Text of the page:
In Sète: Day two - Three Seasons Around France: Autumn - CycleBlaze

November 4, 2022

In Sète: Day two

This is ridiculous.  For five or six days straight I’ve started the day finding myself two days behind on the journal, vowing to catch up but not pulling it off.  I’m tired of trying to think back to what happened just two days back and seeing a blur.  This is why I eventually quit keeping a written journal decades ago - I’d get behind, couldn’t catch up, and eventually gave up.  Perhaps today will be the day, but we’ll see.

So, about today: it’s very windy - a steady 20 mph all day, enough to keep Rachael off the saddle.   She left early to go out on a 12 mile hike hoping to beat the showers, but came back after just four miles after walking out to the lighthouse and back because the showers came in early.  

The Saint-Louis lighthouse stands tall at the end of the long Saint Louis Jetty. The jetty was the first structure built in town when Sète was founded in 1666.
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Keith AdamsSomehow the red light cupola makes the thing look to me like a tall, skinny, vastly-oversized water bottle.
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3 weeks ago
Looking back on the city from the Saint-Louis Jetty.
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This place.
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Looking west from the base of the jetty.
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Perfect rainbow!
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The showers left, and so did we.  Rachael went off on the other eight miles of her original plan, walking east along the Rhone-Sete canal determined to find some flamingos.  She found some.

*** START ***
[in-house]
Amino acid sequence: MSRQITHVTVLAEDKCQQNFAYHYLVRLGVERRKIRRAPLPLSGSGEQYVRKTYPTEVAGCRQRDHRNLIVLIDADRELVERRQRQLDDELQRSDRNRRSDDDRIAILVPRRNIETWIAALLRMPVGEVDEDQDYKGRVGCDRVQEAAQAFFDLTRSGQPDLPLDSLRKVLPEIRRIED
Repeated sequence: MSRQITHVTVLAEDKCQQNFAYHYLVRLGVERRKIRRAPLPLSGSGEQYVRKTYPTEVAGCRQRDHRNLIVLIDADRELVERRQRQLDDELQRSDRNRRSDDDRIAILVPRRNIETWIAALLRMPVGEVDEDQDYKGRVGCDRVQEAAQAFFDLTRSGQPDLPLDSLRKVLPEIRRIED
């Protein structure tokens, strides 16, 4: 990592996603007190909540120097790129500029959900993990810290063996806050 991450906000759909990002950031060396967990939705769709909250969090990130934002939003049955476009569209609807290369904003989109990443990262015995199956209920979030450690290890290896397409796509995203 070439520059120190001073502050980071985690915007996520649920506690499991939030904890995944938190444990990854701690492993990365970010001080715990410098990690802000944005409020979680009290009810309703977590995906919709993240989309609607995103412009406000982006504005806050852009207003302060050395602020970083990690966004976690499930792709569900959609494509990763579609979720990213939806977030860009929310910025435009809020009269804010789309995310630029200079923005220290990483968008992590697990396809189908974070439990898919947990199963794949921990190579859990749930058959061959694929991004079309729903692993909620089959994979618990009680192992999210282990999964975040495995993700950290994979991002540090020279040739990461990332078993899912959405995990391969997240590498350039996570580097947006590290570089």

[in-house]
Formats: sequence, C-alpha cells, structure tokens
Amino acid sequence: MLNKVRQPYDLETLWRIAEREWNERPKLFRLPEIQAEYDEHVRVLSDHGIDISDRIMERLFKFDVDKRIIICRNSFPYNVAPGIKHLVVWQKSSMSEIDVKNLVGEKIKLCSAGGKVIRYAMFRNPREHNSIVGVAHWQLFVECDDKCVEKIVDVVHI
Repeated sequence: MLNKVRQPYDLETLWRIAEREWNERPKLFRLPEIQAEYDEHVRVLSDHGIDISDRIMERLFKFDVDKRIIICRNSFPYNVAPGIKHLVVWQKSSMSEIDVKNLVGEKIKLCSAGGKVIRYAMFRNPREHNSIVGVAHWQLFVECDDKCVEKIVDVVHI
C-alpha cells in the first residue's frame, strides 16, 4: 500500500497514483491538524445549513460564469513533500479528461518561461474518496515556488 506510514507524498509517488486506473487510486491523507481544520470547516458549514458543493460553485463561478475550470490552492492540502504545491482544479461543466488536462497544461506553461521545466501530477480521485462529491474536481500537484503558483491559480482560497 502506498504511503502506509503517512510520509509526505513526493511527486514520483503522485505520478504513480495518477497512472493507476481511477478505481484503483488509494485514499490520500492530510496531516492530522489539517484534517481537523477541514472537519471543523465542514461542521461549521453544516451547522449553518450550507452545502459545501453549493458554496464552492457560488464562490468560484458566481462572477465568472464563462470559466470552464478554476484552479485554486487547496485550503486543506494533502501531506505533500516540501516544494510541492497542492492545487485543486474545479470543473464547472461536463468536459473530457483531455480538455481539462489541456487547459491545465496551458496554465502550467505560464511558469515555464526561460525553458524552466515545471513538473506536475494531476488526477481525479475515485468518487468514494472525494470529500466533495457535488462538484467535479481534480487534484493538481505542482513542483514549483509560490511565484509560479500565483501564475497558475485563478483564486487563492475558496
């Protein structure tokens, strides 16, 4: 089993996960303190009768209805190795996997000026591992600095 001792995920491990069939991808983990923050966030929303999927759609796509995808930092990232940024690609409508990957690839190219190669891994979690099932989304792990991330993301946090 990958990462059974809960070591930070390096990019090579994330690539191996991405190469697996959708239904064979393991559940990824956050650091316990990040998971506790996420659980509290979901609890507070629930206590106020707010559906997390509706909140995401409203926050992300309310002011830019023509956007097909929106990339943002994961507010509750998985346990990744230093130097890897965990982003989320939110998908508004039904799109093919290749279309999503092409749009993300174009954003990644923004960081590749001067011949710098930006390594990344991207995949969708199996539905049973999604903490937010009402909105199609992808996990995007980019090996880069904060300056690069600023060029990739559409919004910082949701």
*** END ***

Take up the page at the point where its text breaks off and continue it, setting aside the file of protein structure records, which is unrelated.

I went west and into the wind, on a loop of the Étang du Thau.  It blew in my face for the first fifteen miles, the sky ahead steadily darkening.  I was more or less on a race to reach the far end of the lake before the rains did.  I made it, barely; and after rounding the bend I left the clouds it in my wake as I biked east and downwind toward home.

Is there anything else that needs to be said about the day?  Oh yes - we discovered that we don’t actually care for Sète that much.  Our memories have played tricks on us, making it much more attractive in our memories than in actuality.  Thinking back, we didn’t actually do anything in Sète that first time other than to hide out from an awesome thunderstorm and pack for the flight home.  We didn’t discover that the core of the city is pretty strangled by traffic and difficult to bike or even walk in.  Fine once you get a few miles out of town, but it’s not really our place.  I doubt we’ll be back.

Oh, and one more thing.  It really is great to have the zoom camera back.  Thanks again, Susan!

On the Saint-Louis Jetty, out to see the lighthouse before circling the lake. Terrible surface to bike on, so I’ll just get far enough to get a bit of a view of the lighthouse.
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Close enough. Fortunately Rachael walked all the way to the end earlier this morning for an uncluttered shot.
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Looking back, I see there’s a second lighthouse up on the flank of the mountain. Looks quite modern. Interesting that the two are so close together. I should read up the background on that someday, maybe over the winter.
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Looking west along the coast. It’s rocky and rugged here in town where Mont Saint-Clair comes to the sea but beyond that it’s totally flat for the next fifteen miles.
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Looking back toward Mont Saint-Clair from about three miles off. It will steadily recede in the distance as I bike past fifteen miles of sand dunes anong the Isthmus of Onglous, the filament of land between the sea and lagoon.
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Velo-porno du jour.